[Tower of Druaga] Lessons From A Play-by-Post


As I have mentioned before, I am running a play-by-post (PbP) game of Dragon Age set in the world of the Tower of Druaga anime series. I have only one player, my friend JJ Lanza (who wrote the Vancian Magic post for the Oracle), as I originally made a prerequisite to joining the game having to watch a certain amount of episodes from the show and JJ was the only one to rise to the challenge. Neither of us had ever played in a PbP game before, only in play-by-email (PbEm) games, but we figured we’d just hit the ground running and pick it up as we went along.

We have been playing for a couple of months now and I have learned a few important lessons that are worthy of sharing. In many ways these are applicable to roleplaying games in general, not just to Dragon Age, though there’s one lesson specific to this game as well. My hope is that our hard-earned lessons can help others run smoother games online or face-to-face and create a more enjoyable gaming experience.



[Beyond Dragon Age] The Tower of Druaga: Backgrounds


Beyond Dragon Age is a series exploring using the AGE System for anything other than the Dragon Age RPG, whether it is differing styles of fantasy, or other genres altogether.

In my last post I waxed poetic about backgrounds and what they can represent in your game beyond race/culture specifications, using my Tower of Druaga game as the example. Now it’s time to show you the finished product.

The basic backgrounds I came up for Tower of Druaga are Adventurer, Fated, Looter, Noble and Veteran. These five account for the vast majority of the main characters in the show (in fact, there are only two characters that don’t fit these backgrounds and I suspect they are special cases anyway, so I’ll cover those later on).

You will find the write-ups below or in my Tower of Druaga campaign at Obsidian Portal. Enjoy and let me know what you think.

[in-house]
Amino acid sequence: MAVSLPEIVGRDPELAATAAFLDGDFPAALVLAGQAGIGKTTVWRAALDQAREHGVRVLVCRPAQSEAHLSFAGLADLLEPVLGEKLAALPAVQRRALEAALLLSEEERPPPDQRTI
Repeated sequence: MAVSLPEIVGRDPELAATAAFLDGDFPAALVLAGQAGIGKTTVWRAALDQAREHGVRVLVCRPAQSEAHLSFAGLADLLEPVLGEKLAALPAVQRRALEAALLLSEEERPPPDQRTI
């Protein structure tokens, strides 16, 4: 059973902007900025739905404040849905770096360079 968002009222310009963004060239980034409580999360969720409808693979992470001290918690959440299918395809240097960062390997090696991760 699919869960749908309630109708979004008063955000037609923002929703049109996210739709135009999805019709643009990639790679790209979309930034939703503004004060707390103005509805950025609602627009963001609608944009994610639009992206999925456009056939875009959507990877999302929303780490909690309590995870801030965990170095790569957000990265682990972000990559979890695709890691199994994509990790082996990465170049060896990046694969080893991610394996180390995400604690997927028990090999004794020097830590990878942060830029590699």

Adventurers gather in Meskia for fame and fortune, hailing from from all walks of life and all lands near and far. More than a place of origin, however, backgrounds represent the various kinds of people that decide to brave the mythical, demon-guarded tower.


The Background on Backgrounds


When making a new character, the third step, after coming up with a concept and rolling/choosing your attributes, is choosing a background for your character. Players need to know where their characters come from as this decision shapes many details both story-wise as well as mechanically.

My first order of business in planning my Tower of Druaga game using the AGE System was to define the character backgrounds. Since I am not really setting out to create a full-fledged sourcebook, my initial though was to simply reskin as many of the backgrounds in the Dragon Age Player’s Guide to suit my purpose; based on whatever my players wanted to play, then I would create anything new as needed.

At least that was the plan.


[Beyond Dragon Age] The Tower of Druaga


Beyond Dragon Age is a series exploring using the AGE System for anything other than the Dragon Age RPG, whether it is differing styles of fantasy, or other genres altogether.

Over the holiday break, I watched the anime series The Tower of Druaga, a fantasy action series set in a Babylonian/Sumerian-inspired world where a giant tower has risen from the land and adventurers set out to climb it to gain fame and fortune. Happy as I would’ve been with a popcorn sword & sorcery anime, what I got was a fairly complex dramatic story with a fantasy action backdrop. I liked the anime lots, and I’ve written a blog post about why I liked The Tower of Druaga.

As I keep watching the show, it was immediately evident that this could be an interesting setting for a roleplaying game, not surprising considering the anime is based on a Nintendo videogame from the 80s, so it has the tropes already built-in. Given that I’m lately enamored of Dragon Age and its basic approach, I knew this was the system I would want to use to create a Tower of Druaga game. Given that I have just started the new semester at the university and my time for roleplaying has now dwindled down to zero, I devised that I could still pull it off if I ran the game online via email or forum, which has since become my plan. I even went ahead and created a campaign for it at Obsidian Portal where I can keep all my notes together as I slowly develop it.

While I did talk about why I liked the anime as a series, I’d like to talk about the things that attracted me from it to want to devote time that I barely have to crafting a new world for one single game.


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